Arresting Iranians on charges of espionage has gained momentum in Iran while Tehran is struggling with a scandal related to forcing inmates to admit cooperation with "hostile governments."
Two Iranians accused of spying for Israel's Mossad have been sentenced to prison in Iran, the spokesman of Iran's judiciary spokesman Gholamhossein Esmaeili disclosed on Tuesday, August 27.
One of the detainees according to Esmaeili is Ms. Anousheh Ashouri, a dual Iranian-British national.
Without going into the details, Esmaeili maintained that Ms. Ashouri had been sentenced to ten years for passing information to Israel's Mossad.
English speaking state-run Press TV also cited Esmaeili as saying that Ms. Ashouri was sentenced to another two years for receiving $36,600 from Mossad, and fined for the same amount.
The British foreign ministry voiced support for Ashouri, saying its embassy is doing everything to help. "We have been supporting the family of a British-Iranian dual national...and our Embassy in Tehran continues to request consular access," a spokesman for Britain's foreign ministry said in a statement.
The second detainee, named as Ali Johari, also got ten years imprisonment for a myriad of espionage activities, including "extensive relationship with Mossad's agents and meeting them across the world.
"Johari has met Israeli operatives in India, Laos, and Sri Lanka, among other countries, and visited the 'occupied lands' (the term used for Israel in Iran)," Press TV cited Esmaeili as noting.
Furthermore, Esmaeili claimed that the process for granting Israeli citizenship to Ali Johari was underway when he was "captured" by Iran's intelligence agents.
So far, there are even no photos of the two detainees.
Esmaeili stopped short of revealing the name of the intelligence organization responsible for the latest arrests.
In Iran, at least two intelligence organizations, including the fearsome intelligence organization affiliated with the Islamic Revolution Guards Corps (IRGC), operate alongside the official Ministry of Intelligence.
In the absence of independent observers, free media and due process of law, it is impossible to evaluate claims made by Iran's judicial and security agencies.
The arrest of Iranians accused of espionage has increased since Iran's Supreme Leader Ayatollah Ali Khamenei claimed last year that "Western agents" had "infiltrated" into the country.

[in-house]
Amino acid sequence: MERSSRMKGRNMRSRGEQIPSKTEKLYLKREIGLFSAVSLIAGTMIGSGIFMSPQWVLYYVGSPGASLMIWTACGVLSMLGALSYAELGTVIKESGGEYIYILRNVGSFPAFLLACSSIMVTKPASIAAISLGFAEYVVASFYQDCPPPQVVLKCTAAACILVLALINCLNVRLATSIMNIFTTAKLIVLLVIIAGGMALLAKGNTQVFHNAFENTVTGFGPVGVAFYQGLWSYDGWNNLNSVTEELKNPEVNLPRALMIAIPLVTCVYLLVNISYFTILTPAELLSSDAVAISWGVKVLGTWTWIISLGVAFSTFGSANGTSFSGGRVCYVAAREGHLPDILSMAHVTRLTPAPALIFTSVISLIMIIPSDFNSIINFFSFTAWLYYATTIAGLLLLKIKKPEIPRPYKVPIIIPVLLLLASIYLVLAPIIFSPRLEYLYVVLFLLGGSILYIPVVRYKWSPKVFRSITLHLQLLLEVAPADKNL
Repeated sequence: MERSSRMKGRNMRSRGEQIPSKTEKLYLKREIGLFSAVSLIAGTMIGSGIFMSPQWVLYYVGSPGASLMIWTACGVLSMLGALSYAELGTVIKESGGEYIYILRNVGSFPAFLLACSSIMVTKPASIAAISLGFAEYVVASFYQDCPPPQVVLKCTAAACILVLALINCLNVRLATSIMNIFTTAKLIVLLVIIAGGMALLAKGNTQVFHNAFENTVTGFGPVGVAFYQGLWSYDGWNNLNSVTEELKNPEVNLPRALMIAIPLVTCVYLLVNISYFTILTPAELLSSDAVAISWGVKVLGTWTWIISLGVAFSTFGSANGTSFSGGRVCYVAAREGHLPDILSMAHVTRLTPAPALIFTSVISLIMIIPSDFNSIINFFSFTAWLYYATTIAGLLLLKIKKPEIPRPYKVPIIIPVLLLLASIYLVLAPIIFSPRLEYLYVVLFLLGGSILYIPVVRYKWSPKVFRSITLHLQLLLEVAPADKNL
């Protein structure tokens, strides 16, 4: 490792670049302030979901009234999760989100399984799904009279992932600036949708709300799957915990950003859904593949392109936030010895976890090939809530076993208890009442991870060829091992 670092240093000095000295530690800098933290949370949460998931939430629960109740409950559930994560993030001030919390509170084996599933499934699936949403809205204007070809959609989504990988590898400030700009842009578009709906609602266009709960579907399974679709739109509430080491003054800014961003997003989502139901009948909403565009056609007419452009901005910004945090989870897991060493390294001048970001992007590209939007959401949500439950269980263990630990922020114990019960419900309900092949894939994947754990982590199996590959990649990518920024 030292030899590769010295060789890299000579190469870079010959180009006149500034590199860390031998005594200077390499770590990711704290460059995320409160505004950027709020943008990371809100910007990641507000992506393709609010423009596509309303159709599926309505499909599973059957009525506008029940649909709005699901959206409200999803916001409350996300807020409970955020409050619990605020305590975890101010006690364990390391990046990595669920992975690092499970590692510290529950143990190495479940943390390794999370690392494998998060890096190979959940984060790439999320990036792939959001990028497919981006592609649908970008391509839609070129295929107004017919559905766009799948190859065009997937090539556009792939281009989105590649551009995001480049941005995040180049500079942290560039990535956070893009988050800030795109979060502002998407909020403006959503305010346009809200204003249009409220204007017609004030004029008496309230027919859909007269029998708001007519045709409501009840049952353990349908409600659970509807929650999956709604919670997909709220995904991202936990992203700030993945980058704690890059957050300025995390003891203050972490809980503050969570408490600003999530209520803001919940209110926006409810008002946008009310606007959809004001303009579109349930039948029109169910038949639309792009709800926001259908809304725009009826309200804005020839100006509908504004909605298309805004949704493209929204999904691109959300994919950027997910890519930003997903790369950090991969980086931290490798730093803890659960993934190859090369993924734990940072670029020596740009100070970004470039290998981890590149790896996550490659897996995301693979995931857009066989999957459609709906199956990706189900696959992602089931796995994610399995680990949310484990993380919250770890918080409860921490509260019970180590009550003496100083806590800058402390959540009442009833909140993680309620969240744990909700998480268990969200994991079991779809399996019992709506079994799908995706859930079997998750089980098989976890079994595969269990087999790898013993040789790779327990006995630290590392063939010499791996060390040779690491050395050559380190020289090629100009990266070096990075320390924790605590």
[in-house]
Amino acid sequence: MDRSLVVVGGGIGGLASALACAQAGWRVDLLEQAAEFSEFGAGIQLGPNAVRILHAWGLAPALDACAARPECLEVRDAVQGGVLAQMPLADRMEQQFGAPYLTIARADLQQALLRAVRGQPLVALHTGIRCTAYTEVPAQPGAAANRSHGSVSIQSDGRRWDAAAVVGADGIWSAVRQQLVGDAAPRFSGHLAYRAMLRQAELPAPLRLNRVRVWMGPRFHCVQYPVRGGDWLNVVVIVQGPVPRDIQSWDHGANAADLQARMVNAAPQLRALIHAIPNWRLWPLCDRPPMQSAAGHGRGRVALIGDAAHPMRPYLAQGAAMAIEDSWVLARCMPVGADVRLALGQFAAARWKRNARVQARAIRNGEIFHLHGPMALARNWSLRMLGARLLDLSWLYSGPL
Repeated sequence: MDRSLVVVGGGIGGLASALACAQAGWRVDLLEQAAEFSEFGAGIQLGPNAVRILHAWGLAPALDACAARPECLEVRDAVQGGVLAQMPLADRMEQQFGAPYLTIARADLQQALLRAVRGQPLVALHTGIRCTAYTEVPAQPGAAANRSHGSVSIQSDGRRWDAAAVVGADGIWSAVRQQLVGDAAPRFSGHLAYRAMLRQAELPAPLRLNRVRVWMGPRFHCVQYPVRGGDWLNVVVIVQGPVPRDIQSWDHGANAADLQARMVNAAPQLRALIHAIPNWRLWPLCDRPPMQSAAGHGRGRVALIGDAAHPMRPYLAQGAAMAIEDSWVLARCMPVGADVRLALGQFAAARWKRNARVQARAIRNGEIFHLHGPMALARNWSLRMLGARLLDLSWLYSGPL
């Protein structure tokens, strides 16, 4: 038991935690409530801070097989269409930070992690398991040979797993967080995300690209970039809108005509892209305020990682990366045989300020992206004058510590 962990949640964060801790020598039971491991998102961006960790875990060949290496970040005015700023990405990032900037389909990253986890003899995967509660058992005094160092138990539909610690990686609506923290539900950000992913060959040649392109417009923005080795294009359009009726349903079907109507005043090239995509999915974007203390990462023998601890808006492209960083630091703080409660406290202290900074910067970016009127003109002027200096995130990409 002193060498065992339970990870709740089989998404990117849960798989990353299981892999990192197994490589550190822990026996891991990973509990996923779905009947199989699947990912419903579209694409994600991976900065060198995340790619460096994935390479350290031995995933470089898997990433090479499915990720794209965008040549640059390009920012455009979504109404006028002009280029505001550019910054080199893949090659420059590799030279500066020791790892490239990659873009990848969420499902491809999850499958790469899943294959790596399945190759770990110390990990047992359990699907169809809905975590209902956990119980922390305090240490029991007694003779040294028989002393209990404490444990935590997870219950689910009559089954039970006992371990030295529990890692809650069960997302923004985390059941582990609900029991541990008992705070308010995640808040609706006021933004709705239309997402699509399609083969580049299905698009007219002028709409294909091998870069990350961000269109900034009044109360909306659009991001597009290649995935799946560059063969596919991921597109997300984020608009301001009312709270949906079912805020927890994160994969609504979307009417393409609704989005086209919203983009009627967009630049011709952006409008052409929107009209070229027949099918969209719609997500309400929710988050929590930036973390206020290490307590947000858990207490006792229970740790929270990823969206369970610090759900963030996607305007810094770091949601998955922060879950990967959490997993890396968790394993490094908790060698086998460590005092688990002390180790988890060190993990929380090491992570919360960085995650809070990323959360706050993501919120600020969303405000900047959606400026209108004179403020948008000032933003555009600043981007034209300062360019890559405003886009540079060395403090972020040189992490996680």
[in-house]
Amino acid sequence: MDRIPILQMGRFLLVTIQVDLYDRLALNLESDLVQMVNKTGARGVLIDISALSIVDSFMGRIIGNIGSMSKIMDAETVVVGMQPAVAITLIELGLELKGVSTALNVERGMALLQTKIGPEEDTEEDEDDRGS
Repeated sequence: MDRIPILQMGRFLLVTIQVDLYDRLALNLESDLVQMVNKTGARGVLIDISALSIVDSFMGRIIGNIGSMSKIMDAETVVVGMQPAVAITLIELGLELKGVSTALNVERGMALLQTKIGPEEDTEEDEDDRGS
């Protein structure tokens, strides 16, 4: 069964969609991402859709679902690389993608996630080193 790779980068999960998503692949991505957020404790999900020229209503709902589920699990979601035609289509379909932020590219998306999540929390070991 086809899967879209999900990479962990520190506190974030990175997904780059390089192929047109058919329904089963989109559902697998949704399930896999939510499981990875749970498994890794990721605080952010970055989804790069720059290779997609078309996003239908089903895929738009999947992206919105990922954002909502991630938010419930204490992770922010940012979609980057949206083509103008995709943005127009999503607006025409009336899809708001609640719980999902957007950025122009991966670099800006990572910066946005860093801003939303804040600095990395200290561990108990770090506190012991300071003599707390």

Almost all of those arrested for espionage in recent years are Iranians with dual citizenship. Human Rights organizations have repeatedly accused Iran of "taking hostage" Iranian dual nationals, to use them as bargaining chips later.
The Iranian-American citizens currently behind bars in Iran include a Dubai-based businessman, Siamak Namazi, his octogenarian father, Baquer, and the renowned ecologist, Morad Tahbaz.
Meanwhile, 41-year-old mother, Nazanin Zaghari-Ratcliffe, Kamal Fproughi, and Kameel Ahmady are among dual Iranian-British nationals currently held in custody by the Iran's intelligence organizations.
Moreover, a London-based British Council employee, Ms. Aras Amiri, was also arrested during a family visit to Iran last May.
Aras Amiri, a 32-year-old Iranian national, was visiting her home country to see her ailing grandmother before the Persian new year, in March, when she was detained, charged with spying, and sentenced to ten years.
The new arrests have taken place in Iran while a heated debate is underway in the country over detaining innocent individuals and forcing them to confess according to the scenarios written by their interrogators.
One of the victims, Maziar Ebrahimi, recently disclosed that Iranian Intelligence Ministry agents had tortured him and eleven others into confessing on TV that they had assassinated an Iranian nuclear scientist in collaboration with Israeli secret agents.
Ebrahimi who is now living in Germany said he and other inmates were released from jail after two years when another government body found out during an investigation that the case against them was fabricated by the Intelligence Ministry.
He also charged that Intelligence Ministry agents got $50,000 from his family only to tell them his whereabouts while he was in jail.